: Use of undefined constant user_level - assumed 'user_level' (this will throw an Error in a future version of PHP) in /homepages/37/d209111074/htdocs/robschwenck/wp-content/plugins/ultimate-google-analytics/ultimate_ga.php
on line 524
I haven’t played a video game beyond the web-based flash games in a few months, mainly because I’d rather be playing with my little boy instead these days. However, I certainly logged in enough hours in the years prior to his birth to have some insight into gaming. Strategy games were always my favorite, followed closely by builder type games. The more epic the scale, the more I enjoyed it. Civilization, Age of Empires, Master of Orion, whatever the title, I snarfed them and their sequels up as quickly as I could.
More recent editions of some of these games were packaged with editors allowing users to create their own races with unique attributes, new resources, terrain, units–anything really. You could practically write a new game with some of the editing capabilities. Beyond a few futile attempts, I never bothered tweaking the games very much. Each time I’d attempt a change, even one that was seemingly minor, the game play would be noticeably and significantly different. The change might mean that one race (usually mine) became far superior to the others, or that a resource that could only appear on one type of terrain squeezed out another resource with similar constraints which kept everyone in the stone age for thousands of years.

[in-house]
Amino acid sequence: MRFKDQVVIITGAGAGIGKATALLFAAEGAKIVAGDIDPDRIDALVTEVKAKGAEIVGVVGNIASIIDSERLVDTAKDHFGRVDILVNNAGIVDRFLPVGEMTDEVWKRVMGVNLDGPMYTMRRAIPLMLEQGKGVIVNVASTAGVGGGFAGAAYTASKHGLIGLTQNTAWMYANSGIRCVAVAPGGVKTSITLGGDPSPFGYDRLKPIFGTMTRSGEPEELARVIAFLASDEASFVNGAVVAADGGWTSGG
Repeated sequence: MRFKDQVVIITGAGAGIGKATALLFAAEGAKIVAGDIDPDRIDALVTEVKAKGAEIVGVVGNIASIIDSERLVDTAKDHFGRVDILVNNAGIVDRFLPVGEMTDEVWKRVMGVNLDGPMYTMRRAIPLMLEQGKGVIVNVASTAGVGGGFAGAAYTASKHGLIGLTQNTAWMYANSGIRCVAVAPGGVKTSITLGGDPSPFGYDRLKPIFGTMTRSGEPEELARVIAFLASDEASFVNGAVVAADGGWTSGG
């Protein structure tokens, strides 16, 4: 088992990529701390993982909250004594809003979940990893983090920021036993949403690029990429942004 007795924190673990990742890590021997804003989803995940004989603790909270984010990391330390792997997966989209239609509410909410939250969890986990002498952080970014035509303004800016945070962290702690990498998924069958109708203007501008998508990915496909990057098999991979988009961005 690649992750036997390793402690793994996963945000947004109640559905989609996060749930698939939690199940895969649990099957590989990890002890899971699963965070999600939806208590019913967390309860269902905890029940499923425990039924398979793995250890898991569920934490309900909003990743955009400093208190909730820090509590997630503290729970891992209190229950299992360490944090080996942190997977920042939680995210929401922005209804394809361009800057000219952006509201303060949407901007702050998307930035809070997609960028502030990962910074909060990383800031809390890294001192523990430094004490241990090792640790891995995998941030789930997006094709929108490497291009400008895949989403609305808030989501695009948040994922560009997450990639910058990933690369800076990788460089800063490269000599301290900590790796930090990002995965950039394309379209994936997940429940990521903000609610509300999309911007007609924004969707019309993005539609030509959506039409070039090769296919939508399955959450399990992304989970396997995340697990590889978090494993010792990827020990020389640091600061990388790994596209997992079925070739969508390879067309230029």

The point is that small changes to a system can have resounding effects across the system. In a video game, the effects of a change can be determined within a few hours of playing. As a trained chemical engineer, I have seen real world manufacturing and processing systems that might take days or weeks for the effect of the change to be known in their entirety. When the system is as large as the global economy, minor changes can take years to make the effects felt.
“All the world’s a stage,
And all the men and women merely players:
They have their exits and their entrances;
And one man in his time plays many parts,”
We are all simply players–not necessarily of a play, but a game. In this game there are certain rules by which we must all abide. The issue I have with the game as it is being played in recent days is that the rules are continuously changing. These changes are not always minor and in some cases very great. We will not know the ultimate effect of the changes for many years to come.
Need proof? What got me thinking about this is this story
. Change the tax laws, change the object of the game.